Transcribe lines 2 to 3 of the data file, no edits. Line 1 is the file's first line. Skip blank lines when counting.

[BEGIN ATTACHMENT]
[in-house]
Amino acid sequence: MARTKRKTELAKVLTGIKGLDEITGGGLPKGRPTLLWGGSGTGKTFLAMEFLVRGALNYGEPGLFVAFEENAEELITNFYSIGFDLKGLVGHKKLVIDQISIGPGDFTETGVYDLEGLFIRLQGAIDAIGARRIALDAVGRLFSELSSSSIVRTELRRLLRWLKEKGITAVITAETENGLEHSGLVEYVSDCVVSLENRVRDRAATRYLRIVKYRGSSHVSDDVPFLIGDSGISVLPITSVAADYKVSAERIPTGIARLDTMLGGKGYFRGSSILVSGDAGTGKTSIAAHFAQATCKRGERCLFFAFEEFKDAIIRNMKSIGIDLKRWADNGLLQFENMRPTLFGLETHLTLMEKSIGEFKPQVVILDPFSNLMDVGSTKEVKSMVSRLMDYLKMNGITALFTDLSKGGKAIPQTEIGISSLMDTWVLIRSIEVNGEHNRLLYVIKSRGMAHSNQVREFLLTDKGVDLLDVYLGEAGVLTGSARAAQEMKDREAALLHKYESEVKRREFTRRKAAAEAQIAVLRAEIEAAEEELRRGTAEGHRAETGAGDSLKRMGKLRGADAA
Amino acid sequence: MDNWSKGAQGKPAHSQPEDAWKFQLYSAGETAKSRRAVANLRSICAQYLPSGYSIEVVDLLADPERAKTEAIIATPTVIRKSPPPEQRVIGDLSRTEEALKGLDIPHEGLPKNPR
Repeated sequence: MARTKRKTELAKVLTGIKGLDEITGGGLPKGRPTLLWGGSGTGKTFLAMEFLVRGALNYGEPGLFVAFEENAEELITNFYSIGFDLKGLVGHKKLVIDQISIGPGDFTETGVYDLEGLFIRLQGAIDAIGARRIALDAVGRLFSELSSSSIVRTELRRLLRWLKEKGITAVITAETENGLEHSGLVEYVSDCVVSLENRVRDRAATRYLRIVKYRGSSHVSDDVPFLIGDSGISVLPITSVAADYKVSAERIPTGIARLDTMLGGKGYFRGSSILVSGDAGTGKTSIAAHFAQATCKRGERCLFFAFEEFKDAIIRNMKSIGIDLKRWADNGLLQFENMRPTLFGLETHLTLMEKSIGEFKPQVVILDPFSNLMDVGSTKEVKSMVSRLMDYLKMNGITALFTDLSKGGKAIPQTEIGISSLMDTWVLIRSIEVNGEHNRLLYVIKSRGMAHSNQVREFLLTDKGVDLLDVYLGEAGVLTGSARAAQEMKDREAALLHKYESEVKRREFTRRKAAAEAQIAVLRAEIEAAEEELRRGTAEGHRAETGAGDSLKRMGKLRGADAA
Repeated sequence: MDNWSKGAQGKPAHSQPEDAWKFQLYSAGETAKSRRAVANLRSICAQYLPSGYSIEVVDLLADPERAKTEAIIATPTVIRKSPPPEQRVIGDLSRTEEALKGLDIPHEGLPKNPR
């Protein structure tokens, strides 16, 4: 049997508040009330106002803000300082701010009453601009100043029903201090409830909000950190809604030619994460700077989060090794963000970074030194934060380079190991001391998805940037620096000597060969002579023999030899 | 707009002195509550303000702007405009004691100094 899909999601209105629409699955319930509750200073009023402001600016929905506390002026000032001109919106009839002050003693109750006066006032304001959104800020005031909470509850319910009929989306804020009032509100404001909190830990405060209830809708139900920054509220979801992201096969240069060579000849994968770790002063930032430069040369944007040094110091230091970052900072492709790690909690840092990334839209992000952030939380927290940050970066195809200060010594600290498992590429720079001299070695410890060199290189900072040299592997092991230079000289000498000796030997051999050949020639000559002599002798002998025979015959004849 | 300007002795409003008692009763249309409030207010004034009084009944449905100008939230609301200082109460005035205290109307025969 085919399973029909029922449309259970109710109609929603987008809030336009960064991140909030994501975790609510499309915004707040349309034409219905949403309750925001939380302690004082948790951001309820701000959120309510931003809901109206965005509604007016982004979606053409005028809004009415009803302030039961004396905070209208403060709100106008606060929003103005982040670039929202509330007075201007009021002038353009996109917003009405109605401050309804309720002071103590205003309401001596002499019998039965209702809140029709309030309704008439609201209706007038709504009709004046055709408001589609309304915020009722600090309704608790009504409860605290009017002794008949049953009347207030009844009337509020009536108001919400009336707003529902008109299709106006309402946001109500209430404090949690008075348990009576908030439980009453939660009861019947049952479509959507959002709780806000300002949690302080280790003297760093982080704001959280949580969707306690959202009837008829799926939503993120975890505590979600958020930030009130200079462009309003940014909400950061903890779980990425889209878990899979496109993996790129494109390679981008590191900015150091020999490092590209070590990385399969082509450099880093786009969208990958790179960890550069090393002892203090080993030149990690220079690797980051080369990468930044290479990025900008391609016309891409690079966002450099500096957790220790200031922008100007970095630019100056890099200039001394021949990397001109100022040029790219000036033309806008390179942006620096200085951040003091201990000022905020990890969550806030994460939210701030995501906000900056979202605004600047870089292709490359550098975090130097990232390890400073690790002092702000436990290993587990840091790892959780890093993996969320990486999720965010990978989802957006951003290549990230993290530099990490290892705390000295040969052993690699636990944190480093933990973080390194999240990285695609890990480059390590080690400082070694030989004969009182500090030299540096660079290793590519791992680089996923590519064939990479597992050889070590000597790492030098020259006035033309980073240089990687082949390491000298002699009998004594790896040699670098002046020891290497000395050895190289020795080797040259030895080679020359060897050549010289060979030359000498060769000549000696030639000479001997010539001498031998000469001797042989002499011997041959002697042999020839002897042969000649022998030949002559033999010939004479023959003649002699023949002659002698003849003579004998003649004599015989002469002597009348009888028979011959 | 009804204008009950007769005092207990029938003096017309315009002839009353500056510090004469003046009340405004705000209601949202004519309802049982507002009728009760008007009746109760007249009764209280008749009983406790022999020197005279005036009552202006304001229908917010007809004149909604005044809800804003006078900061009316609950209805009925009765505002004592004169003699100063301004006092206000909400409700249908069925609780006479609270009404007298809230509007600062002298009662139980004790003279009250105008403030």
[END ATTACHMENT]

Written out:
Amino acid sequence: MARTKRKTELAKVLTGIKGLDEITGGGLPKGRPTLLWGGSGTGKTFLAMEFLVRGALNYGEPGLFVAFEENAEELITNFYSIGFDLKGLVGHKKLVIDQISIGPGDFTETGVYDLEGLFIRLQGAIDAIGARRIALDAVGRLFSELSSSSIVRTELRRLLRWLKEKGITAVITAETENGLEHSGLVEYVSDCVVSLENRVRDRAATRYLRIVKYRGSSHVSDDVPFLIGDSGISVLPITSVAADYKVSAERIPTGIARLDTMLGGKGYFRGSSILVSGDAGTGKTSIAAHFAQATCKRGERCLFFAFEEFKDAIIRNMKSIGIDLKRWADNGLLQFENMRPTLFGLETHLTLMEKSIGEFKPQVVILDPFSNLMDVGSTKEVKSMVSRLMDYLKMNGITALFTDLSKGGKAIPQTEIGISSLMDTWVLIRSIEVNGEHNRLLYVIKSRGMAHSNQVREFLLTDKGVDLLDVYLGEAGVLTGSARAAQEMKDREAALLHKYESEVKRREFTRRKAAAEAQIAVLRAEIEAAEEELRRGTAEGHRAETGAGDSLKRMGKLRGADAA
Amino acid sequence: MDNWSKGAQGKPAHSQPEDAWKFQLYSAGETAKSRRAVANLRSICAQYLPSGYSIEVVDLLADPERAKTEAIIATPTVIRKSPPPEQRVIGDLSRTEEALKGLDIPHEGLPKNPR